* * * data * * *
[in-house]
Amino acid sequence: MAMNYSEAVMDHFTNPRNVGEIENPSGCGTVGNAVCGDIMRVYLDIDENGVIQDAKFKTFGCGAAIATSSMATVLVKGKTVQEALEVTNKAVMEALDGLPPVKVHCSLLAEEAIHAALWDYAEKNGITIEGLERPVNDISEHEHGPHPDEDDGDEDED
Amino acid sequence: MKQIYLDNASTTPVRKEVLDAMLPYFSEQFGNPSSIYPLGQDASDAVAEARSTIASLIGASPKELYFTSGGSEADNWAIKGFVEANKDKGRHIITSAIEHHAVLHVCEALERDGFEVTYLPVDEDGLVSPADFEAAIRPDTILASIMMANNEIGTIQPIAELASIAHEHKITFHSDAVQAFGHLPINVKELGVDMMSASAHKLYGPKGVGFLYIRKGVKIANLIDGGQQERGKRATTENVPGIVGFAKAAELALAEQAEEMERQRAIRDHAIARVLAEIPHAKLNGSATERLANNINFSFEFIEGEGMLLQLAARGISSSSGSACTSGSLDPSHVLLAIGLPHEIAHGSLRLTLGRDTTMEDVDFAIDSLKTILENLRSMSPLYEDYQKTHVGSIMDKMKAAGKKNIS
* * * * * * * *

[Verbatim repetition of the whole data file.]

[in-house]
Amino acid sequence: MAMNYSEAVMDHFTNPRNVGEIENPSGCGTVGNAVCGDIMRVYLDIDENGVIQDAKFKTFGCGAAIATSSMATVLVKGKTVQEALEVTNKAVMEALDGLPPVKVHCSLLAEEAIHAALWDYAEKNGITIEGLERPVNDISEHEHGPHPDEDDGDEDED
Amino acid sequence: MKQIYLDNASTTPVRKEVLDAMLPYFSEQFGNPSSIYPLGQDASDAVAEARSTIASLIGASPKELYFTSGGSEADNWAIKGFVEANKDKGRHIITSAIEHHAVLHVCEALERDGFEVTYLPVDEDGLVSPADFEAAIRPDTILASIMMANNEIGTIQPIAELASIAHEHKITFHSDAVQAFGHLPINVKELGVDMMSASAHKLYGPKGVGFLYIRKGVKIANLIDGGQQERGKRATTENVPGIVGFAKAAELALAEQAEEMERQRAIRDHAIARVLAEIPHAKLNGSATERLANNINFSFEFIEGEGMLLQLAARGISSSSGSACTSGSLDPSHVLLAIGLPHEIAHGSLRLTLGRDTTMEDVDFAIDSLKTILENLRSMSPLYEDYQKTHVGSIMDKMKAAGKKNIS